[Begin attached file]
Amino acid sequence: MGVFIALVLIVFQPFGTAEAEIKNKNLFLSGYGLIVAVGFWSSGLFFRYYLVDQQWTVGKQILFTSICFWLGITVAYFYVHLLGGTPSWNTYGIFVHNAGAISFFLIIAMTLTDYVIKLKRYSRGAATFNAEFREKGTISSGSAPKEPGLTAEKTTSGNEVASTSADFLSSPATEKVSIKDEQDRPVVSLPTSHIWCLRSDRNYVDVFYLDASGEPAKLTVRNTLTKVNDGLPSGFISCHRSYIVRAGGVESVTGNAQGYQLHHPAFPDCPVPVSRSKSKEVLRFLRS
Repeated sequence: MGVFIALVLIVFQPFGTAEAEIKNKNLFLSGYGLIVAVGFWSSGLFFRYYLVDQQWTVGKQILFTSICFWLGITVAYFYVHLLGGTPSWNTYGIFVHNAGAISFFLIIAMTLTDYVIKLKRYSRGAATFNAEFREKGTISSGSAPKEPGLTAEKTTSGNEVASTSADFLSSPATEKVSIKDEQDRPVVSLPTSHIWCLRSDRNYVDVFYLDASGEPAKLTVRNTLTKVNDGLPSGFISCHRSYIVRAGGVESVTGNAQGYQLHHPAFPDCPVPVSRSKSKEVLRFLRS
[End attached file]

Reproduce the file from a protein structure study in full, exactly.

Amino acid sequence: MGVFIALVLIVFQPFGTAEAEIKNKNLFLSGYGLIVAVGFWSSGLFFRYYLVDQQWTVGKQILFTSICFWLGITVAYFYVHLLGGTPSWNTYGIFVHNAGAISFFLIIAMTLTDYVIKLKRYSRGAATFNAEFREKGTISSGSAPKEPGLTAEKTTSGNEVASTSADFLSSPATEKVSIKDEQDRPVVSLPTSHIWCLRSDRNYVDVFYLDASGEPAKLTVRNTLTKVNDGLPSGFISCHRSYIVRAGGVESVTGNAQGYQLHHPAFPDCPVPVSRSKSKEVLRFLRS
Repeated sequence: MGVFIALVLIVFQPFGTAEAEIKNKNLFLSGYGLIVAVGFWSSGLFFRYYLVDQQWTVGKQILFTSICFWLGITVAYFYVHLLGGTPSWNTYGIFVHNAGAISFFLIIAMTLTDYVIKLKRYSRGAATFNAEFREKGTISSGSAPKEPGLTAEKTTSGNEVASTSADFLSSPATEKVSIKDEQDRPVVSLPTSHIWCLRSDRNYVDVFYLDASGEPAKLTVRNTLTKVNDGLPSGFISCHRSYIVRAGGVESVTGNAQGYQLHHPAFPDCPVPVSRSKSKEVLRFLRS